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Pussy Riot Members Detained, Then Released, in Sochi (Video)

Pussy Riot members leaving a police station in Adler, near Sochi, after being detained along with environmental activists and journalists Tuesday. (Shamil Zhumatov / Reuters)

SOCHI — Former Pussy Riot members Nadezhda Tolokonnikova and Maria Alyokhina, whose imprisonment for an anti-Putin protest in 2012 brought them world fame, were detained in Sochi on Tuesday while walking down the street with a group of activists and journalists, and were allegedly beaten while in custody.

Tolokonnikova and Alyokhina were the first to break the news, announcing their detention on Twitter and live-tweeting most of the experience.

"We have been detained near the Sochi Sea Port on suspicion of a criminal offense," Tolokonnikova wrote, later saying that they were being accused of theft. They were detained along with several of the activists and journalists who accompanied them, Alyokhina told The Moscow Times by phone.

"At the moment of our detention, we were not carrying out a protest action, we were walking in Sochi. WALKING," Tolokonnikova wrote on Twitter.

Their detention sent shockwaves through the blogosphere, as their early release from prison ahead of the Olympics was widely seen as a move to improve Russia's image abroad and dispel fears of a crackdown on dissent. Dozens of Western journalists who are in Sochi covering the Winter Games flocked to the police station where they were taken after their arrest to cover the incident.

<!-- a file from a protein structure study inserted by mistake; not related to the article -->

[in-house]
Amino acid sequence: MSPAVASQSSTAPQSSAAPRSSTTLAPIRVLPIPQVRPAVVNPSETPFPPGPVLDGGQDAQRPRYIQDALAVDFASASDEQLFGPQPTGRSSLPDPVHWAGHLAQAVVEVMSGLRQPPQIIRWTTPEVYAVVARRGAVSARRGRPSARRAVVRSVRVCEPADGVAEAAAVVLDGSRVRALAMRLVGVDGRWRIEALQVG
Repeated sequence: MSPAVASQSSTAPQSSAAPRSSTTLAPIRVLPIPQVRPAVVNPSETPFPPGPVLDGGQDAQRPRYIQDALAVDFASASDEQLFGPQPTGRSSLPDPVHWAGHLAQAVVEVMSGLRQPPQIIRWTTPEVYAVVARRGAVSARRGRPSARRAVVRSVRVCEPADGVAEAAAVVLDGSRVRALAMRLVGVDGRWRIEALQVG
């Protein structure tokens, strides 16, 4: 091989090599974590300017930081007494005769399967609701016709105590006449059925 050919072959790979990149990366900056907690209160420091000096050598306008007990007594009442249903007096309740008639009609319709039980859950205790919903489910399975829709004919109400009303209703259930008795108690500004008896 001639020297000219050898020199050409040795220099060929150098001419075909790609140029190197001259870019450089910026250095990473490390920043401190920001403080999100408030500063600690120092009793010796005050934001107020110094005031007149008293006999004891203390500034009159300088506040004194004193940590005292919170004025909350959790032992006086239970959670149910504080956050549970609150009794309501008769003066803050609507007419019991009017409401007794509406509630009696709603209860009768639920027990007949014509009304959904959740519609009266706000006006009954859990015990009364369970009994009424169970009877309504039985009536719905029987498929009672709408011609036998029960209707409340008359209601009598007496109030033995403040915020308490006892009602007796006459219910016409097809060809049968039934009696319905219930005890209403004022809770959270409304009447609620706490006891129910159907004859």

"How stupid do you have to be to arrest Pussy Riot in Sochi during the Olympics? Not even Ketchum can help you now," said opposition campaigner Alexei Navalny, referring to the U.S.-based PR firm previously hired by the Kremlin to improve its image.

The accusations made by the two women after their detention may prompt more concerns, as both said they were beaten by police while in custody after refusing to give testimony without a lawyer present.

"A blatant travesty, even we are shocked," Tolokonnikova wrote. "To beat us right on the floor of the police station in the Olympic city!"

Alyokhina wrote that she and others had been "dragged down the stairs."

"Everybody has bruises. We are going to file a complaint with the Investigative Committee," she wrote.

While their first two days in Sochi seemed to have gone unnoticed by the media, they said they were constantly followed by police. Tolokonnikova wrote that they spent 20 hours over the course of two days in police stations and Federal Security Service offices, and "managed to see only a few Olympic events after miraculously ditching our police tail."

The pair had traveled to Sochi to perform a Putin song protesting President Vladimir Putin called "Putin Will Teach You to Love the Motherland," they said, adding that the song was dedicated to "the Bolotnoye suspects, corruption at the Olympics, the environmentalist [Yevgeny] Vitishko and repression in Russia."

Police at the Adler precinct confirmed that the pair had been held in custody, saying that they were detained along with several others who were staying at the Malakhit hotel in connection with a theft that had occurred there, media reports said.